There’s a moment when a packed crowd, that’s been holding its collective breath for what seems like an eternity, suddenly roars forth in standing appreciation for something simultaneously fresh, different, yet utterly essential and the feeling is one of pure catharsis. The shared release of emotion between artists and audience that resonates for an age. Tonight, at the culmination of Wildcard Theatre’s stunning, hybrid musical we experience one of those moments.
Electrolyte is a study in grief, illness and passion but more than that, it is a love letter to friendship. It’s a story of hope and loss told through the collective sound of six people, connected by a love of music and one another. We meet Jessie (played by the imperious Olivia Sweeney), an inner city northern girl who yearns for something other than getting wasted every weekend with her mates. When she spots the talented, soulful Allie Touch (Maimuna Memon) in a nightclub, she is immediately seduced by the thought of something bigger.
What follows is a breathless, exhilarating and heart-breaking journey to find something new, something old and an answer to question that has been lurking beneath the surface like a splinter in a fingertip. A chance encounter with the kind-hearted Jim (James Meteyard) offers a chance at redemption as Jessie stares face to face with her past and future self.
The real charm and power comes from the way the characters effortlessly roam and interact with the space around them. Nothing is off limits here, each member switching between instruments, microphones and handing the baton on, artfully and graciously sharing the spotlight.
Jessie tells her story in a mixture of sickle sharp, self-knowing asides and half spoken, half sung rhymes, injecting energy and humour at will, totally convinced that she is on the right path. She is a constant, irrepressible presence, charging up the aisles, flipping the bird and clinking glasses with the front row.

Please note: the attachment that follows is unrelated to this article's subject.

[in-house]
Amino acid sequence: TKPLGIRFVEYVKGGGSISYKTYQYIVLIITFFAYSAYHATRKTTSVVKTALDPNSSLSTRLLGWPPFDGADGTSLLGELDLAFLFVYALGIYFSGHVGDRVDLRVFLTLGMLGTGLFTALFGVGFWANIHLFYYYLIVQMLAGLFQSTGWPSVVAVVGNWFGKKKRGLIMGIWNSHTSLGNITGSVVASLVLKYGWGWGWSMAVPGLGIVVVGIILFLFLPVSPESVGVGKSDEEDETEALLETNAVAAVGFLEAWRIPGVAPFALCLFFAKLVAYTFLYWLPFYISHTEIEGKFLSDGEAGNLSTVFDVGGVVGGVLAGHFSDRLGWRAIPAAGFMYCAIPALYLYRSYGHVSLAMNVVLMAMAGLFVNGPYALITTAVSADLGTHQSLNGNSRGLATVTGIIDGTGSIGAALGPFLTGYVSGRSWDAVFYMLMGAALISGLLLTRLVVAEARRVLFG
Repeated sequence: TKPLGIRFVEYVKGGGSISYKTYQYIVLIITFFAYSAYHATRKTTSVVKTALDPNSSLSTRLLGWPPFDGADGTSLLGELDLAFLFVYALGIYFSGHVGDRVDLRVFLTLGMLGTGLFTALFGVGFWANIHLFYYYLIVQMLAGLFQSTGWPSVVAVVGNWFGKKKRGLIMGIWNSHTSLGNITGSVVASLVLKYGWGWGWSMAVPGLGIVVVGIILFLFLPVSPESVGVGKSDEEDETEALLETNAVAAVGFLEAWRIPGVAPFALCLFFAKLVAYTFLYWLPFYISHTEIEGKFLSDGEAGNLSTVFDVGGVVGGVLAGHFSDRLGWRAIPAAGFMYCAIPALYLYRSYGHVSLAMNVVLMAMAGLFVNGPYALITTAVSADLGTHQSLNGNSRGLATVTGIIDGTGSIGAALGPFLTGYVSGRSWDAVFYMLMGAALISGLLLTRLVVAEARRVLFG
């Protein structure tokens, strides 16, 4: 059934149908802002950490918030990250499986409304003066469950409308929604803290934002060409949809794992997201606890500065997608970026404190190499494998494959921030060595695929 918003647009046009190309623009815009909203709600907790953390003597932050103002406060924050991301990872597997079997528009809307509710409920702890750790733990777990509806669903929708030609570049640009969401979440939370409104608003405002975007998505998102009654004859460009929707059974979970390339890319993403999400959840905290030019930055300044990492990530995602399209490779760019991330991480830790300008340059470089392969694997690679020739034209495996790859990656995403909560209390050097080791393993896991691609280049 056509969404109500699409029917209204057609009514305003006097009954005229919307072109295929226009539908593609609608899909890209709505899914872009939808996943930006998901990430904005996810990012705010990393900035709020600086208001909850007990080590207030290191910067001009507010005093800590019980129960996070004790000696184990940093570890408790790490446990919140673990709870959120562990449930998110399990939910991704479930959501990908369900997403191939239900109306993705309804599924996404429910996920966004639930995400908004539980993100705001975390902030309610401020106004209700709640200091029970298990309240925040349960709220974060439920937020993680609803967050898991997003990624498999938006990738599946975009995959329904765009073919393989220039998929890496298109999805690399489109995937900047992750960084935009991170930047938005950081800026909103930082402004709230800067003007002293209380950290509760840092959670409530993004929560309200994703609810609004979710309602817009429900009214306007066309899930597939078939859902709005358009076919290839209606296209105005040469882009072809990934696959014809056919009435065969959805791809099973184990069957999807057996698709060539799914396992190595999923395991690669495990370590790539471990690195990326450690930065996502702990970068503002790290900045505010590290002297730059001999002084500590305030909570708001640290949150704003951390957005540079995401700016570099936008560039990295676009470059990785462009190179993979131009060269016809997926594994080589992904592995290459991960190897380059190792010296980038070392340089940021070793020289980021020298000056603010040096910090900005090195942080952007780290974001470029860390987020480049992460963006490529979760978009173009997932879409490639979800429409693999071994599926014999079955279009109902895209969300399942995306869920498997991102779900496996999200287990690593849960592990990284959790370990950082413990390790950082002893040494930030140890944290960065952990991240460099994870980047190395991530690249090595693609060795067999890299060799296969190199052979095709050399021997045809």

Luke Robson’s set design is almost spartan, evoking a live rehearsal space that serves to exaggerate the action within it, creases in a simple white sheet backdrop amplifying dramatic changes in lighting as each scene plays out. All genres of music help to give real emotional impact as abrasive, urgent jungle beats and hip hop are expertly counterpointed by sparkling ballads and the sumptuous vocal talents of Memon.
The entire thing feels so fluid, it’s like watching your mates at an open mic, downing drinks in the pub, listening to the story twist, turn and intertwine. Director Donnacadh O’Briain knows not to hem the talent in, allowing all manner of shit chat and mischief which cements how live and unpredictable a production this truly is.
When the twist arrives, its shattering. An immediate loss of balance, like a punch to the back of the knee. The core message, hidden at the heart of the piece, suddenly reveals itself and plunders the senses.
Go and see Electrolyte if you love music. If you love stories. If you love to roll and rock and jump on the spot. After all, we are all made of stardust and dreams.